Tuesday, August 27, 2013
Book talk: The world used to be a horrible place, but Society has changed all that. Society guides each of its citizens down the optimal path: choosing their careers, their houses, and even their spouses. Society is all that keeps them from the diseases, crimes, and wars of the past. Cassia is a bit nervous on the way to her Match Banquet, but she knows that Society will choose the ideal match for her and keep her safe. But then Society makes a mistake, and she realizes that there is more than one path that she could follow, and more than one match she could choose. Making her own choices means risking everything, but how can she keep trusting Society to choose for her when she discovers the dark secrets they've been hiding?
Rocks my socks: I admit that I judged this book by its cover and wrote it off as another fluffy love triangle series. Then I needed an audiobook for a last minute road trip with my sister. I ended up being pleasantly surprised by the depth of the novel and the extent of the world-building. Even the love triangle served the plot without eclipsing it. It triggered important actions by the characters, but it was not the whole point of the novel. Add to this the refreshing addition of parents that are loving and not completely useless, an allusion to Sisyphus (one of my favorite myths), and the fact that the poem "Do Not Go Gentle" (another favorite) was a pivotal to the story and you get a surprisingly refreshing novel that thoroughly entertained my sister and I through vast stretches of Arizona desert.
Rocks in my socks: The book was predictable at times and strongly reminiscent of The Giver. Both societies create order by eliminating choice of career, spouse, etc. Both work to destroy memories of the past and euthanize the elderly at a certain age. Still, Matched provides plenty of details that differentiate it. Besides, the question of how much freedom people would be willing to give up to ensure their safety is one American society has been grappling with for a long time. Benjamin Franklin famously cautioned "Those who would give up Essential Liberty to purchase a little Temporary Safety, deserve neither Liberty nor Safety." The question remains relevant today as I was often reminded this summer as I travelled and submitted sheepishly to the TSA. The recent controversy around the Patriot Act has also caused many to question how many civil liberties we are willing to give up for the sake of the safety of society. So if another book gets today's teens talking about this very question then that's not a bad thing.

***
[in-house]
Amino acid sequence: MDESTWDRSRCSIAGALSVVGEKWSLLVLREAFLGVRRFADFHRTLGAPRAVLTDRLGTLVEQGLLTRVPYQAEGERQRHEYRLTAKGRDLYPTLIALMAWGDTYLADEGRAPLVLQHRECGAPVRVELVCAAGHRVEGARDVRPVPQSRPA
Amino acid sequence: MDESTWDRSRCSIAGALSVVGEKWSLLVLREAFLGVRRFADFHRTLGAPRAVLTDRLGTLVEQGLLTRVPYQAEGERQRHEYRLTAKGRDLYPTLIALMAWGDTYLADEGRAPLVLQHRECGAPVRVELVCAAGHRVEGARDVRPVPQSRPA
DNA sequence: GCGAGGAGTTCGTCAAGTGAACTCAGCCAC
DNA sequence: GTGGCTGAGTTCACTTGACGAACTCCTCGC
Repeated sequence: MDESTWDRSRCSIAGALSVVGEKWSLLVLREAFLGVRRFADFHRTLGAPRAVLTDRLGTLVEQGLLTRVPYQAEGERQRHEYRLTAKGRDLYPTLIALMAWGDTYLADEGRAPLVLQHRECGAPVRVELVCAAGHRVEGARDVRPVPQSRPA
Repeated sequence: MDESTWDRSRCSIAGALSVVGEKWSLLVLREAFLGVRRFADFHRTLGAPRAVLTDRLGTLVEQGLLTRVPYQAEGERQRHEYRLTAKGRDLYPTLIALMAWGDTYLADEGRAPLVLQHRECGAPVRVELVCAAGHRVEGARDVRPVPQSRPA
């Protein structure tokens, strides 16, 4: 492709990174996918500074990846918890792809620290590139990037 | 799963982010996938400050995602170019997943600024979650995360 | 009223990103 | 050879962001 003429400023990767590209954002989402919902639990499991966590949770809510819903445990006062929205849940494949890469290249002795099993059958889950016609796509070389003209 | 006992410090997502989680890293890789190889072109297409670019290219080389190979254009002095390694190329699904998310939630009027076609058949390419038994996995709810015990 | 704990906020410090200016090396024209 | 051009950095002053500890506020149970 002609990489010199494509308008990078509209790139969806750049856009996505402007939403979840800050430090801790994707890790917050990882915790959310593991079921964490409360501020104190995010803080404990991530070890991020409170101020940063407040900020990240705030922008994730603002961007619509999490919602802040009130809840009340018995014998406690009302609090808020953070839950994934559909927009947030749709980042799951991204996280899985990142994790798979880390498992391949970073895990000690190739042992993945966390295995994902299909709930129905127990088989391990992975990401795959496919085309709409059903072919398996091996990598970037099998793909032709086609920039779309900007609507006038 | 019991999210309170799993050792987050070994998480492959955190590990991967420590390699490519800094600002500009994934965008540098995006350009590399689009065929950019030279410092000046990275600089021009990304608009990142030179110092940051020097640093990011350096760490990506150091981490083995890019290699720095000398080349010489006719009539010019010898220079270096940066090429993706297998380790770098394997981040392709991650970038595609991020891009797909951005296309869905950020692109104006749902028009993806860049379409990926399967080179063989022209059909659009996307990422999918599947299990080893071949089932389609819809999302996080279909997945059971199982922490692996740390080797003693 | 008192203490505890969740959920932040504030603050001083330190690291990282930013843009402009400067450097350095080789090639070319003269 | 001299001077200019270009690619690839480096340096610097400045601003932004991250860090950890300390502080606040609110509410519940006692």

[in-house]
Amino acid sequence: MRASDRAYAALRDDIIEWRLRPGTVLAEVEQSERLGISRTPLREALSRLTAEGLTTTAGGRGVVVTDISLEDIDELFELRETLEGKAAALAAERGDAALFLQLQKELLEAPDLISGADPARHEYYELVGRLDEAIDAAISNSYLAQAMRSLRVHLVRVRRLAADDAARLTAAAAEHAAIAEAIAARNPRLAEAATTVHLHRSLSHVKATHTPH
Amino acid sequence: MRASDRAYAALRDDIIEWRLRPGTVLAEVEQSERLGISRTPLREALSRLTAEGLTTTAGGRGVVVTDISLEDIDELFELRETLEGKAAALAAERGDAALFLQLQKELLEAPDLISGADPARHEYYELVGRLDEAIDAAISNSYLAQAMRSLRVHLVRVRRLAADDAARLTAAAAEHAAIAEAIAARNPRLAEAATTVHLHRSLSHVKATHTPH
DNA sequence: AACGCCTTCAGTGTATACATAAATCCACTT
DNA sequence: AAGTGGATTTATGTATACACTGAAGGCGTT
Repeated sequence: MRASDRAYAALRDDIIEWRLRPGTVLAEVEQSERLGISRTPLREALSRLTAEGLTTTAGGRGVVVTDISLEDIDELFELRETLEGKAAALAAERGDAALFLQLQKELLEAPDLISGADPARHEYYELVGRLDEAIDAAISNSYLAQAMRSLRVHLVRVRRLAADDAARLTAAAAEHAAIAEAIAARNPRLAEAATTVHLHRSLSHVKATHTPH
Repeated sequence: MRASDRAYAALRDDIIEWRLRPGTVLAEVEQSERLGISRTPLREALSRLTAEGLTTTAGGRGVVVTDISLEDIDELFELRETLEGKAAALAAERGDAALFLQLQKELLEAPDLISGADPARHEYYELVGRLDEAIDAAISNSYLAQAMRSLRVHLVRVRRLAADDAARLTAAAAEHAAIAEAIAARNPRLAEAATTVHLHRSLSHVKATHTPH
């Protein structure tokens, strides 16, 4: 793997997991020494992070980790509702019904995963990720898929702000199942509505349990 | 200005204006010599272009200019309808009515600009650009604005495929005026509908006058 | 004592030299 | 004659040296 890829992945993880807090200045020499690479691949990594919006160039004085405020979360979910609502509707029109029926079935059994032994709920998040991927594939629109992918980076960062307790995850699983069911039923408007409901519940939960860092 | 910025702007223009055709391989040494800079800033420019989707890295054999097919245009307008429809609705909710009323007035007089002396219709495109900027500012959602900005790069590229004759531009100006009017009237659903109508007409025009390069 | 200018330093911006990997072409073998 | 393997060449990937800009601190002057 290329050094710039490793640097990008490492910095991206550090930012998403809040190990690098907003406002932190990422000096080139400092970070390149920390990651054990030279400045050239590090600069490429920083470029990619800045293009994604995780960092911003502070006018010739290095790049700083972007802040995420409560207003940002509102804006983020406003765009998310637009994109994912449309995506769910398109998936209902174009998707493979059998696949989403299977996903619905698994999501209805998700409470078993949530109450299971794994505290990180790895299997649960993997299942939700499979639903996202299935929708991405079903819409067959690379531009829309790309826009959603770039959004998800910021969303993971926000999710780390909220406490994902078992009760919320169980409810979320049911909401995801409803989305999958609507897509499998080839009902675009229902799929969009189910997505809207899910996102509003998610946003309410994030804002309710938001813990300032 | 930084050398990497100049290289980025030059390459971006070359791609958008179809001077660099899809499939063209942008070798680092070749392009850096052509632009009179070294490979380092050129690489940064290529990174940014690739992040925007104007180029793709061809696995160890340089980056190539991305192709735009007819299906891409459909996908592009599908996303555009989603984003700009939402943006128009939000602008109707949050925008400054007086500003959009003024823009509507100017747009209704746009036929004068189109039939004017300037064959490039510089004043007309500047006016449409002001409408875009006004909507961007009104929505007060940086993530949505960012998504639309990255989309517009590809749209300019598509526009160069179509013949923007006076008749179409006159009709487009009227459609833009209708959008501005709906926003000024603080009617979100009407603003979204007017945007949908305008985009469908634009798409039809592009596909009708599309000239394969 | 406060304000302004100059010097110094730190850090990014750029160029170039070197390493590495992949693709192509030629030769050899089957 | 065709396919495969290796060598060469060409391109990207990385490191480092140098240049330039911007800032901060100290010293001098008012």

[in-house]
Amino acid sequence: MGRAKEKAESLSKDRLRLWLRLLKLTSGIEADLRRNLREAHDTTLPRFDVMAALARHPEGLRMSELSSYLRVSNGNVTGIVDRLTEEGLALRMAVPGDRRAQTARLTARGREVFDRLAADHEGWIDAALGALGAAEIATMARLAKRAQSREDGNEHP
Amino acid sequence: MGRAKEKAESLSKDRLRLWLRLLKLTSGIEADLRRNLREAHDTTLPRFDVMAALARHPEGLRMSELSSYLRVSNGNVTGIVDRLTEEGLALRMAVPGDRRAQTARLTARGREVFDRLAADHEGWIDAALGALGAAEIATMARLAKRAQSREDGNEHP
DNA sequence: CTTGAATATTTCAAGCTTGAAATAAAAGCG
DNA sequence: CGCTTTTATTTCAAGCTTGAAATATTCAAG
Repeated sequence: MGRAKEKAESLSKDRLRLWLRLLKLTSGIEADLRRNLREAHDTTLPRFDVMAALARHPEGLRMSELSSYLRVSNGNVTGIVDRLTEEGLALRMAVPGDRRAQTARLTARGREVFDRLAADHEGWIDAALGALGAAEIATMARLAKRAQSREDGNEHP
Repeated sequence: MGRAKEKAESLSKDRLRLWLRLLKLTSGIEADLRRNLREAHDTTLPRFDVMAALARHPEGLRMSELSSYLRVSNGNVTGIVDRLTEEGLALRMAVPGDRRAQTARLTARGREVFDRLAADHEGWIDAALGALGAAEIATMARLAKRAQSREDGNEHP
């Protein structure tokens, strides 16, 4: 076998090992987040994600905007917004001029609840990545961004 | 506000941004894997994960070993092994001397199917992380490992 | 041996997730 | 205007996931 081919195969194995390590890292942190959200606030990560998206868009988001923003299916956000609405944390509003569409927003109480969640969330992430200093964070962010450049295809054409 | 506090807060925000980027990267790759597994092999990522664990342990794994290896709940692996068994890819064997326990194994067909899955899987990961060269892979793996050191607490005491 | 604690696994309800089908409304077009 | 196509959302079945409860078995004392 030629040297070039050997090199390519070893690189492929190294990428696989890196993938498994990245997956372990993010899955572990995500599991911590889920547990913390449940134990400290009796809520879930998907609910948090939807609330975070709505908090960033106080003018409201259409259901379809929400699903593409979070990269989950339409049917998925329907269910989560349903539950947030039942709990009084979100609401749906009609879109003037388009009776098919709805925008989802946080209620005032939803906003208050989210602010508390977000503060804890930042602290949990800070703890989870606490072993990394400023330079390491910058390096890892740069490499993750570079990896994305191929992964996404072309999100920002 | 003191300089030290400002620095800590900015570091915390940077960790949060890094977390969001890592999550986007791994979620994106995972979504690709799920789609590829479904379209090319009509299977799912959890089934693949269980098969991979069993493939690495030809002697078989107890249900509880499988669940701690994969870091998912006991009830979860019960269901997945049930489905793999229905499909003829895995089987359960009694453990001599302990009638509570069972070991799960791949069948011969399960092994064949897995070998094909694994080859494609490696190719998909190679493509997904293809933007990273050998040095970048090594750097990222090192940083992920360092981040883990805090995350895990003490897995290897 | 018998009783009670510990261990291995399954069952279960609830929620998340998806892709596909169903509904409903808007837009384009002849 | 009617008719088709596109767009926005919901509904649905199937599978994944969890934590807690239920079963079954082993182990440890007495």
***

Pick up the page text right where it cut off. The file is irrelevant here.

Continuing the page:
Every book its reader: I'd give this to fans of other YA dystopias like The Hunger Games, although this one is more character than plot focused so those just looking for something dark and violent should look elsewhere. The book is far less violent than most of the dystopian books out there and Society keeps such close tabs on the characters that it never gets too steamy either. I'd say it's fine for 6th grade and up.
Ally Condie has her own site with the usual blog, FAQ, bio, etc as well a play list of suggested songs for your listening pleasure
The series has its own official website with information about the books and a party pack pdf download with suggestions for throwing your own themed party (including a quiz you can take to see where the dystopian Society would place you. The marketing department seems to have missed the point of the novels.)
There is also a fansite where you can get info on the books, the author, the upcoming movie, and quotes.
If that isn't enough for you head on over to the tumblr for more quotes, fan art, and other images related to the book.
If you want even more you can head on over to the wiki and get involved in the fan community.
There's an official trailer for the book that's appropriately ominous:
Those who have read the book may appreciate this recording of Dylan Thomas reciting "Do Not Go Gentle"
And to round the media extravaganza off, here's a scene from The Muppet Show where Fozzie attempts to recite another poem mentioned in the novel, Robert Frost's "Stopping By Woods on a Snowy Evening" (stay through the end because Statler and Waldorf's pun is my favorite part)
“Growing apart doesn't change the fact that for a long time we grew side by side; our roots will always be tangled. I'm glad for that.”
Source: Audiobook from a public library
Matched by Ally Condie: Buy it or check it out today!